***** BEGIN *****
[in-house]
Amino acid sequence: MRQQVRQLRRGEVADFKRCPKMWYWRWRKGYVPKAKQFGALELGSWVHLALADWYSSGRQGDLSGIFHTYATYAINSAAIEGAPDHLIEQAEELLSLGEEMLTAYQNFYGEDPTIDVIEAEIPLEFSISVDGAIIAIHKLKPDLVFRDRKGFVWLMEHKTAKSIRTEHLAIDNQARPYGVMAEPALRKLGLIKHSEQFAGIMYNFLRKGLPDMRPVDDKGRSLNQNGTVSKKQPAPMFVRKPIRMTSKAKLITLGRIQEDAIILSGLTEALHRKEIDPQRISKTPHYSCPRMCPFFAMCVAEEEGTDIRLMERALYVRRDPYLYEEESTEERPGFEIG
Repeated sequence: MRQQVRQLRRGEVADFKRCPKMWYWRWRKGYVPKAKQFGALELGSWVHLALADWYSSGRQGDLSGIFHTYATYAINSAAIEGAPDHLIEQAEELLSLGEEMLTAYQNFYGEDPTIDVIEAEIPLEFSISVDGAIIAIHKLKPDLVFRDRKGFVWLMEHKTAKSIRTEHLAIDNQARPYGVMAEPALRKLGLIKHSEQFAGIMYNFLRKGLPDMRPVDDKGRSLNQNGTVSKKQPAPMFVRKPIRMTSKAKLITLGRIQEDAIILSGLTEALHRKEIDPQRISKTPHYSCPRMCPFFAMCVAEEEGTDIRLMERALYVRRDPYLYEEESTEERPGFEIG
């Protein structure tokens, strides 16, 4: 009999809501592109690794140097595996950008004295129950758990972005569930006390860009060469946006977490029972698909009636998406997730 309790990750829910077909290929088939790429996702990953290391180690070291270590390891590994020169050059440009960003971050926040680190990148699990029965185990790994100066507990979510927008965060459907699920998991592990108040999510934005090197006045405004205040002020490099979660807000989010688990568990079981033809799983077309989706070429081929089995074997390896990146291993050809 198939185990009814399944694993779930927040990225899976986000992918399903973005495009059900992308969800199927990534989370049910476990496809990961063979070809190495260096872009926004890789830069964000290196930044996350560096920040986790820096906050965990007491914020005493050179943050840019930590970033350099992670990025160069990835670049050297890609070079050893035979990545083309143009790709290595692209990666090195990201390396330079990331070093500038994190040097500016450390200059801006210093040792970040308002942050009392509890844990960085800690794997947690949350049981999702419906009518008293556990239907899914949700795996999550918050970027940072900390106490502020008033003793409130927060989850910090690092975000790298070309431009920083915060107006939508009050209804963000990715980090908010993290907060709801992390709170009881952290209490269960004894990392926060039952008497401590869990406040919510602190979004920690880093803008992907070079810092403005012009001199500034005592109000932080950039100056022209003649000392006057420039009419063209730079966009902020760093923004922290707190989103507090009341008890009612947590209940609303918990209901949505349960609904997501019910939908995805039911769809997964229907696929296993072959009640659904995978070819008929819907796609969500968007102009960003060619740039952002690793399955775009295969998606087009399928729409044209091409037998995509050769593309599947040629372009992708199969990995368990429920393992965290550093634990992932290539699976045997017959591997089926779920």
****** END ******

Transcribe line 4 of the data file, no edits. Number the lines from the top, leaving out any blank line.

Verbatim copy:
């Protein structure tokens, strides 16, 4: 009999809501592109690794140097595996950008004295129950758990972005569930006390860009060469946006977490029972698909009636998406997730 309790990750829910077909290929088939790429996702990953290391180690070291270590390891590994020169050059440009960003971050926040680190990148699990029965185990790994100066507990979510927008965060459907699920998991592990108040999510934005090197006045405004205040002020490099979660807000989010688990568990079981033809799983077309989706070429081929089995074997390896990146291993050809 198939185990009814399944694993779930927040990225899976986000992918399903973005495009059900992308969800199927990534989370049910476990496809990961063979070809190495260096872009926004890789830069964000290196930044996350560096920040986790820096906050965990007491914020005493050179943050840019930590970033350099992670990025160069990835670049050297890609070079050893035979990545083309143009790709290595692209990666090195990201390396330079990331070093500038994190040097500016450390200059801006210093040792970040308002942050009392509890844990960085800690794997947690949350049981999702419906009518008293556990239907899914949700795996999550918050970027940072900390106490502020008033003793409130927060989850910090690092975000790298070309431009920083915060107006939508009050209804963000990715980090908010993290907060709801992390709170009881952290209490269960004894990392926060039952008497401590869990406040919510602190979004920690880093803008992907070079810092403005012009001199500034005592109000932080950039100056022209003649000392006057420039009419063209730079966009902020760093923004922290707190989103507090009341008890009612947590209940609303918990209901949505349960609904997501019910939908995805039911769809997964229907696929296993072959009640659904995978070819008929819907796609969500968007102009960003060619740039952002690793399955775009295969998606087009399928729409044209091409037998995509050769593309599947040629372009992708199969990995368990429920393992965290550093634990992932290539699976045997017959591997089926779920």